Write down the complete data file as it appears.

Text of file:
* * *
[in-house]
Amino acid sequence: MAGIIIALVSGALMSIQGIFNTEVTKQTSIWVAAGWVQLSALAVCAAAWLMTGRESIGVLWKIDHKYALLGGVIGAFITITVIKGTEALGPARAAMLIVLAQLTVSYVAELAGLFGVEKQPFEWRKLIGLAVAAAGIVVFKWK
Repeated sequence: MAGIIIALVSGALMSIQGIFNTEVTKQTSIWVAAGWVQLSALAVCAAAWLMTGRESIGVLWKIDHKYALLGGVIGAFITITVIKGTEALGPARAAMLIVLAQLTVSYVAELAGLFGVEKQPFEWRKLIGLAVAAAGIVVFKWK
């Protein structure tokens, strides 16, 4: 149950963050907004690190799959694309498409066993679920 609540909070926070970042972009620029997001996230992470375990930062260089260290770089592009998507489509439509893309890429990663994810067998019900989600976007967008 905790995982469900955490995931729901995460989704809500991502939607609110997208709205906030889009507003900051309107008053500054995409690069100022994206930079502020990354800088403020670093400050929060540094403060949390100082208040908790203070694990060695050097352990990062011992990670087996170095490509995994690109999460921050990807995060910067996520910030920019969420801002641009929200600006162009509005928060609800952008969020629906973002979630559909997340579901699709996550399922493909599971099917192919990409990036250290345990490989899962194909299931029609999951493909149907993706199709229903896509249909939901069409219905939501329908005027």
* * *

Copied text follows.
[in-house]
Amino acid sequence: MAGIIIALVSGALMSIQGIFNTEVTKQTSIWVAAGWVQLSALAVCAAAWLMTGRESIGVLWKIDHKYALLGGVIGAFITITVIKGTEALGPARAAMLIVLAQLTVSYVAELAGLFGVEKQPFEWRKLIGLAVAAAGIVVFKWK
Repeated sequence: MAGIIIALVSGALMSIQGIFNTEVTKQTSIWVAAGWVQLSALAVCAAAWLMTGRESIGVLWKIDHKYALLGGVIGAFITITVIKGTEALGPARAAMLIVLAQLTVSYVAELAGLFGVEKQPFEWRKLIGLAVAAAGIVVFKWK
């Protein structure tokens, strides 16, 4: 149950963050907004690190799959694309498409066993679920 609540909070926070970042972009620029997001996230992470375990930062260089260290770089592009998507489509439509893309890429990663994810067998019900989600976007967008 905790995982469900955490995931729901995460989704809500991502939607609110997208709205906030889009507003900051309107008053500054995409690069100022994206930079502020990354800088403020670093400050929060540094403060949390100082208040908790203070694990060695050097352990990062011992990670087996170095490509995994690109999460921050990807995060910067996520910030920019969420801002641009929200600006162009509005928060609800952008969020629906973002979630559909997340579901699709996550399922493909599971099917192919990409990036250290345990490989899962194909299931029609999951493909149907993706199709229903896509249909939901069409219905939501329908005027």